Published on May 16th, 2016 | by Daniel Sherman Fernandez0
Chevrolet Bolt EV most eagerly awaited new electric car
It’s clear that General Motors, a pioneer in electric-car technology, intends to take an aggressive position in offering battery-electric cars. The Volt has the longest range of any plug-in hybrid except for the BMW i3, which can only travel about 75 miles on gasoline once its battery is depleted. And Chevy will equip the upcoming Bolt EV with a 60-kwh lithium-ion battery that gives it a range rating of 200 or more miles, making it decisively the first mass-priced 200-mile electric car.
The company has been slowly revealing details of the Bolt EV and its technology since announcing last year that it had undertaken an unprecedented partnership with Korean industrial combine LG to develop numerous technologies for the car as joint projects.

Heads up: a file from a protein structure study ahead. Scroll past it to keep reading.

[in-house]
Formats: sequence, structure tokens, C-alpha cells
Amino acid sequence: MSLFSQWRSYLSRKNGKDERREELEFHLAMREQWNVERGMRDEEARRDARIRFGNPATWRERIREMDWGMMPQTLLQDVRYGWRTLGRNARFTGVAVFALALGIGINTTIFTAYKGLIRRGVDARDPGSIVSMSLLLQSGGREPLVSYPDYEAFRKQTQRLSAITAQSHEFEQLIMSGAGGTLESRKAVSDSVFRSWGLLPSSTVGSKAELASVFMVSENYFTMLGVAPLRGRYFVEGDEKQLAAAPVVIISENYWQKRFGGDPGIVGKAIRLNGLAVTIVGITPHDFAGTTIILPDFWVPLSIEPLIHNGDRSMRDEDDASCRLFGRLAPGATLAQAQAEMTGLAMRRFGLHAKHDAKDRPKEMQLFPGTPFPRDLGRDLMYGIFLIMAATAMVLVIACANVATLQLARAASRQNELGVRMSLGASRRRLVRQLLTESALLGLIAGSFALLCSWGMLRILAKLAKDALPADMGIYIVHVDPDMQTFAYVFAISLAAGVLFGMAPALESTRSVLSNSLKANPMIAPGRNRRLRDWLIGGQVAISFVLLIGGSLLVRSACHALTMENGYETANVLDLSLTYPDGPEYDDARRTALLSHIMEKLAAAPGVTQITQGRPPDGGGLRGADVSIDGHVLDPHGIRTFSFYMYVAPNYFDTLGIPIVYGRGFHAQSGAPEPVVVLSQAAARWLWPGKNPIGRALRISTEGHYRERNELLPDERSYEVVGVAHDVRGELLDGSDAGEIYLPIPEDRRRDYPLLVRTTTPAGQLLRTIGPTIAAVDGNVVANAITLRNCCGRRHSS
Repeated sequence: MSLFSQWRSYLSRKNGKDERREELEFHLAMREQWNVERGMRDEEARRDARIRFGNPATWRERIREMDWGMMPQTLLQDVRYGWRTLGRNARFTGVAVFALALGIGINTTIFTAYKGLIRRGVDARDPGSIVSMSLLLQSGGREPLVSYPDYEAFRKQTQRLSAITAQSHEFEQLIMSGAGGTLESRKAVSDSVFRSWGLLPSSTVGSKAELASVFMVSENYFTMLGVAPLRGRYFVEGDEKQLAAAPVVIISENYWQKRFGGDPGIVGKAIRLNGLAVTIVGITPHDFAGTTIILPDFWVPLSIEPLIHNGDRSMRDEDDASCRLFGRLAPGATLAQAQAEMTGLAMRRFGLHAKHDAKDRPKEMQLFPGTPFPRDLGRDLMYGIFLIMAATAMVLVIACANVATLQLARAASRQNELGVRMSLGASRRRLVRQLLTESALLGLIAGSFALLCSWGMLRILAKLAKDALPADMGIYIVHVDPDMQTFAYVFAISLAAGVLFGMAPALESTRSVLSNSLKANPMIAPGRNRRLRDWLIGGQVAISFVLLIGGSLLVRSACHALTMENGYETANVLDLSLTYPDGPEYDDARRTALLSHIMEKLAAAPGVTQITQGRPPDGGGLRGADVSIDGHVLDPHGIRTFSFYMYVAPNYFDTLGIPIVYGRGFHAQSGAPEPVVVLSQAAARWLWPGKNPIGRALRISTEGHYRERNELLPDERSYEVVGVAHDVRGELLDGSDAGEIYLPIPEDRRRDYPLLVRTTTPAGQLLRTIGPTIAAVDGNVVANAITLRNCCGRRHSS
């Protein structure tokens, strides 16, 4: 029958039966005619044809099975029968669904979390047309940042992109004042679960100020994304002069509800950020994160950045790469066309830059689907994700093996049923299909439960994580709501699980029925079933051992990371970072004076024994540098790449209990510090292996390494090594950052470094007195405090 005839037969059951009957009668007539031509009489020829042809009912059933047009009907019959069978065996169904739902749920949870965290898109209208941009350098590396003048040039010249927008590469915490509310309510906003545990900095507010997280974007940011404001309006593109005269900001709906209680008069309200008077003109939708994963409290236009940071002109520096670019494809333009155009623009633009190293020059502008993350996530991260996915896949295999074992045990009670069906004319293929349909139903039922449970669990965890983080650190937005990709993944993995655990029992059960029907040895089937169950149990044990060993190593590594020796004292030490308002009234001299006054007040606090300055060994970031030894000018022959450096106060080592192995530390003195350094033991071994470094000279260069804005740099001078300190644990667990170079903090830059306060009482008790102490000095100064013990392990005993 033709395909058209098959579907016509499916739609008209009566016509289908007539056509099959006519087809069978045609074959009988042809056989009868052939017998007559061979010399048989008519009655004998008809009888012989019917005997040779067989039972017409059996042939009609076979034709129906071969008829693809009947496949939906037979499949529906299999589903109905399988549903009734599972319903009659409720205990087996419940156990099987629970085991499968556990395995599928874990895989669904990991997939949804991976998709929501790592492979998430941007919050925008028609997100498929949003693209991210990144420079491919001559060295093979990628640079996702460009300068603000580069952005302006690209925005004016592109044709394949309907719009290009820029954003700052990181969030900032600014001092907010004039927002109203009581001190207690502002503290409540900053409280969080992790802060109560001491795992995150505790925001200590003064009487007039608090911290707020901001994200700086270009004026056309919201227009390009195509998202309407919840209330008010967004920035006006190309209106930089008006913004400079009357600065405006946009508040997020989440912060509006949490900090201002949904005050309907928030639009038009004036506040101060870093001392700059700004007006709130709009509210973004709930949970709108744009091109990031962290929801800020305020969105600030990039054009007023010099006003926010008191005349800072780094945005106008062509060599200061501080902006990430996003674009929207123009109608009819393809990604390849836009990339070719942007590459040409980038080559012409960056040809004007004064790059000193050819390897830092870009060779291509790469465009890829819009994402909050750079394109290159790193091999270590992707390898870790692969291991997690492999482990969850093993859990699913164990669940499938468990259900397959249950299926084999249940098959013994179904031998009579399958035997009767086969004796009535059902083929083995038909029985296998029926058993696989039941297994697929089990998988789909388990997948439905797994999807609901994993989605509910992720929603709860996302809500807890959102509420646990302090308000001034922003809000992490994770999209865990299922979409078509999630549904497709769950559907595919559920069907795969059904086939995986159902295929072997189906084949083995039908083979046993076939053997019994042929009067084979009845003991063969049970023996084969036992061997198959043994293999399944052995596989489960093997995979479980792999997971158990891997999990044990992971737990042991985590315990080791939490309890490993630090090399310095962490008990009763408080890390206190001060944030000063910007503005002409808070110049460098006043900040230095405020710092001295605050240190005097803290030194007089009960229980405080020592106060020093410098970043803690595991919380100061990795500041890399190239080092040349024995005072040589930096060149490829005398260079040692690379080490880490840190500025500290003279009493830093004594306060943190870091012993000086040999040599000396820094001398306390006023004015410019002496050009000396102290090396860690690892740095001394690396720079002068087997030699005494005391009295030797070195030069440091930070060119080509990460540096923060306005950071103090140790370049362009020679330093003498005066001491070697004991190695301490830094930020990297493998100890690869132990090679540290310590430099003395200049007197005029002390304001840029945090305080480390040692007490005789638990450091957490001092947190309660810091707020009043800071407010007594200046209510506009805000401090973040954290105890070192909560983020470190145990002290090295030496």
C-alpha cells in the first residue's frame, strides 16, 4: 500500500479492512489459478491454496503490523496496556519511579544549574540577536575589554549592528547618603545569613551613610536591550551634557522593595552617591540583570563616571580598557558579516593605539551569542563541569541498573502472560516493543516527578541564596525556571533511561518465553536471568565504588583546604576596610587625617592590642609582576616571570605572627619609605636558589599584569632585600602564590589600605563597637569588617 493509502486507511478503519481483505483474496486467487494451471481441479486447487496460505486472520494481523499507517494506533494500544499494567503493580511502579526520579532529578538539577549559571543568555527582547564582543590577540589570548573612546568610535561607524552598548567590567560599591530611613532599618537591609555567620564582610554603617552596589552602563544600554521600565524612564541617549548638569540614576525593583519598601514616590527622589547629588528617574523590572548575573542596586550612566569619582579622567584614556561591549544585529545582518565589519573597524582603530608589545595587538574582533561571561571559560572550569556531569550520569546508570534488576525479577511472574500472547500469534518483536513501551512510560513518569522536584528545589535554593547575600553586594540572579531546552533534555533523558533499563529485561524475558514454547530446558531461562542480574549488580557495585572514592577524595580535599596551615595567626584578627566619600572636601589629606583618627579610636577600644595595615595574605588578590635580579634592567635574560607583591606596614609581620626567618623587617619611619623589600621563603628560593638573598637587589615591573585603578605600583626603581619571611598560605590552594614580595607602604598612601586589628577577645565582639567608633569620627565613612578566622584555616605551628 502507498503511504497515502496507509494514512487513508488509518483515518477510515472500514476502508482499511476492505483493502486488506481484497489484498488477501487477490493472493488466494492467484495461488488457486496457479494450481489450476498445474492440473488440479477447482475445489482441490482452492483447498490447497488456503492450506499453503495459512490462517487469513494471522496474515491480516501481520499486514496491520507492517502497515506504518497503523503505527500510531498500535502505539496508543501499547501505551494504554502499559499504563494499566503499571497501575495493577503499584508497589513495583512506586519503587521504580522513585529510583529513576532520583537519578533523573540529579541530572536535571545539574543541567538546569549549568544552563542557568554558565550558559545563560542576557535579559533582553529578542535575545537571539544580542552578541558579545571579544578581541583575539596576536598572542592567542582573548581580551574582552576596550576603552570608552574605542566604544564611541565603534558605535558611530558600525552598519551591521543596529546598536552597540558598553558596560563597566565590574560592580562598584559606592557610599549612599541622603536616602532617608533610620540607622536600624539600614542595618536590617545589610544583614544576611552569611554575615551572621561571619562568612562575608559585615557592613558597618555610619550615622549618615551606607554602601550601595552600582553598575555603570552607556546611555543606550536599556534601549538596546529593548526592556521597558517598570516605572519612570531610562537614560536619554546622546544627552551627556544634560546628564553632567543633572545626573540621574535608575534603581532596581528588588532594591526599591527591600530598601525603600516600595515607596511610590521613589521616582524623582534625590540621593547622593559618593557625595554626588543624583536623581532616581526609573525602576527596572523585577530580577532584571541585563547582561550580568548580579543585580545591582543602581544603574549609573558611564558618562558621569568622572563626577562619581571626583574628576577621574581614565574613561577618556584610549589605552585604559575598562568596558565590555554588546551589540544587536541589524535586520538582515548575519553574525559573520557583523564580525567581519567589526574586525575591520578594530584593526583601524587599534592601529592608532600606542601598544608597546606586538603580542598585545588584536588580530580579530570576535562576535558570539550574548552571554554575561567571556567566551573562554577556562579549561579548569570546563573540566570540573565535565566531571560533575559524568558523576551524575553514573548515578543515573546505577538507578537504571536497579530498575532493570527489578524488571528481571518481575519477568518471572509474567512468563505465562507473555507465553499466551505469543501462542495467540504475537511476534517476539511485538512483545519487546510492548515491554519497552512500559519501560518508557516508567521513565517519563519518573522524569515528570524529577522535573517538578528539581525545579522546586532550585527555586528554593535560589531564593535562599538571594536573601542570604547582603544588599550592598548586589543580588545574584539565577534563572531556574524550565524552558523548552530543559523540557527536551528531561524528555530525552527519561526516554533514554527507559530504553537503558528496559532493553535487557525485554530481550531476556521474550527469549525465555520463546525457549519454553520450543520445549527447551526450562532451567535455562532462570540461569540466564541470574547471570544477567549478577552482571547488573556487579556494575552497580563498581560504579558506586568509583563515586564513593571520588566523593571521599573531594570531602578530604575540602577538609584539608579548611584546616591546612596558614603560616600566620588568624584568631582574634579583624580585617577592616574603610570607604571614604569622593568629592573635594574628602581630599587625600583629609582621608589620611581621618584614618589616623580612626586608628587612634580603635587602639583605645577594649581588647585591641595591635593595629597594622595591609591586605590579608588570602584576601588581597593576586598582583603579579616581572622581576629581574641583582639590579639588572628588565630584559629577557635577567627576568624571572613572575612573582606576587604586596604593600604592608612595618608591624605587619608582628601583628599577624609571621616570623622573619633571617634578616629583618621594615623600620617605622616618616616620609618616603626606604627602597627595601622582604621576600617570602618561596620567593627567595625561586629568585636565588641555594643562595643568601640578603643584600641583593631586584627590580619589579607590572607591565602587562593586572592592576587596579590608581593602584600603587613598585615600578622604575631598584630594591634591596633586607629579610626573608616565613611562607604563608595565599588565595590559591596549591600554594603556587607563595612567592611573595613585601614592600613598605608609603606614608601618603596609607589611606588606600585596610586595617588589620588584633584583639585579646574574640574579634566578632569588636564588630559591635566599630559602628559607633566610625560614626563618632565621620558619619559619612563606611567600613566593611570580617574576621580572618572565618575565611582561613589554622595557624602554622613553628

The first Bolt EVs to be delivered may arrive as early as this November or December, less than two years after the car was announced by GM CEO Mary Barra at the 2015 Detroit Auto Show.
And GM says it will be offered for sale nationwide, unlike its compliance-car predecessor the 2016 Chevrolet Spark EV, which will be replaced by the Bolt EV. Electric-car advocates continue to argue over whether the Bolt EV is a compliance car too, as former GM product czar Bob Lutz alleged, or whether the company will make a concerted effort to sell as many of them as possible.
Questions also remain about Chevy’s ability to market both the Bolt EV and the Volt beyond the early-adopter buyer base that’s supported the Leaf, Volt, and Model S over the previous five years. That is, as GM underscores repeatedly, considerably before the end of 2017, when Tesla Motors says it will start sales of its Model 3 sedan. That model will also have a 200-mile range.